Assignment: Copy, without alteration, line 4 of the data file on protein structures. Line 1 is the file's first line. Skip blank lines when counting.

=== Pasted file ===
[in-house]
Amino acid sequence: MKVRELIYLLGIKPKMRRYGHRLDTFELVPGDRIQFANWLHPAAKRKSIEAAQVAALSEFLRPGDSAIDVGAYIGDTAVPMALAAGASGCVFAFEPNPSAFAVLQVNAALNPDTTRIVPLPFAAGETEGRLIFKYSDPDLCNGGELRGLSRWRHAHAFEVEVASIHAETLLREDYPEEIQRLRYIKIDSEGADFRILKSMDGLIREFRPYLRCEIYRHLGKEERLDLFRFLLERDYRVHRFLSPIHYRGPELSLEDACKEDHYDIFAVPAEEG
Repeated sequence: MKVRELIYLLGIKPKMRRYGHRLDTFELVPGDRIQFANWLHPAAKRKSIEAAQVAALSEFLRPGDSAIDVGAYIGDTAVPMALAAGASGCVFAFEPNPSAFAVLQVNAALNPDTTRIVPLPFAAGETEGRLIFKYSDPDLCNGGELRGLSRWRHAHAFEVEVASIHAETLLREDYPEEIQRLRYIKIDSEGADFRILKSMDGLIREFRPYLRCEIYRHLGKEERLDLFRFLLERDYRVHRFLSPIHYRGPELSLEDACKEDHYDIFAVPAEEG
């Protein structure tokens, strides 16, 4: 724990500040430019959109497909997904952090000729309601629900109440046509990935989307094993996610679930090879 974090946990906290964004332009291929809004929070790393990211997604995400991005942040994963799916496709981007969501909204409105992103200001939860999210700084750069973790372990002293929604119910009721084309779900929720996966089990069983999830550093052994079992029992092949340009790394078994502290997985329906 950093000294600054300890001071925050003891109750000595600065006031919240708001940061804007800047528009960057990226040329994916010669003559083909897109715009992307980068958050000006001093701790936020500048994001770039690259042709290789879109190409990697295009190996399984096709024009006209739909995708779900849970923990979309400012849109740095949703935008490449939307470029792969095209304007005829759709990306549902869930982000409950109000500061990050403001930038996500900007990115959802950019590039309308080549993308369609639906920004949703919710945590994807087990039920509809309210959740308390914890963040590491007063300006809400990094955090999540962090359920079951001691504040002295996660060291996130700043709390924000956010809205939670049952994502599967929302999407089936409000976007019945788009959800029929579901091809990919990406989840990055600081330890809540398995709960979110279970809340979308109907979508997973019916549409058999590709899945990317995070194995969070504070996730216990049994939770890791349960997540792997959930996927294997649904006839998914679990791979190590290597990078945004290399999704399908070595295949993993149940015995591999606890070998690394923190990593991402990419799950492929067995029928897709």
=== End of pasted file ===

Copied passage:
């Protein structure tokens, strides 16, 4: 724990500040430019959109497909997904952090000729309601629900109440046509990935989307094993996610679930090879 974090946990906290964004332009291929809004929070790393990211997604995400991005942040994963799916496709981007969501909204409105992103200001939860999210700084750069973790372990002293929604119910009721084309779900929720996966089990069983999830550093052994079992029992092949340009790394078994502290997985329906 950093000294600054300890001071925050003891109750000595600065006031919240708001940061804007800047528009960057990226040329994916010669003559083909897109715009992307980068958050000006001093701790936020500048994001770039690259042709290789879109190409990697295009190996399984096709024009006209739909995708779900849970923990979309400012849109740095949703935008490449939307470029792969095209304007005829759709990306549902869930982000409950109000500061990050403001930038996500900007990115959802950019590039309308080549993308369609639906920004949703919710945590994807087990039920509809309210959740308390914890963040590491007063300006809400990094955090999540962090359920079951001691504040002295996660060291996130700043709390924000956010809205939670049952994502599967929302999407089936409000976007019945788009959800029929579901091809990919990406989840990055600081330890809540398995709960979110279970809340979308109907979508997973019916549409058999590709899945990317995070194995969070504070996730216990049994939770890791349960997540792997959930996927294997649904006839998914679990791979190590290597990078945004290399999704399908070595295949993993149940015995591999606890070998690394923190990593991402990419799950492929067995029928897709």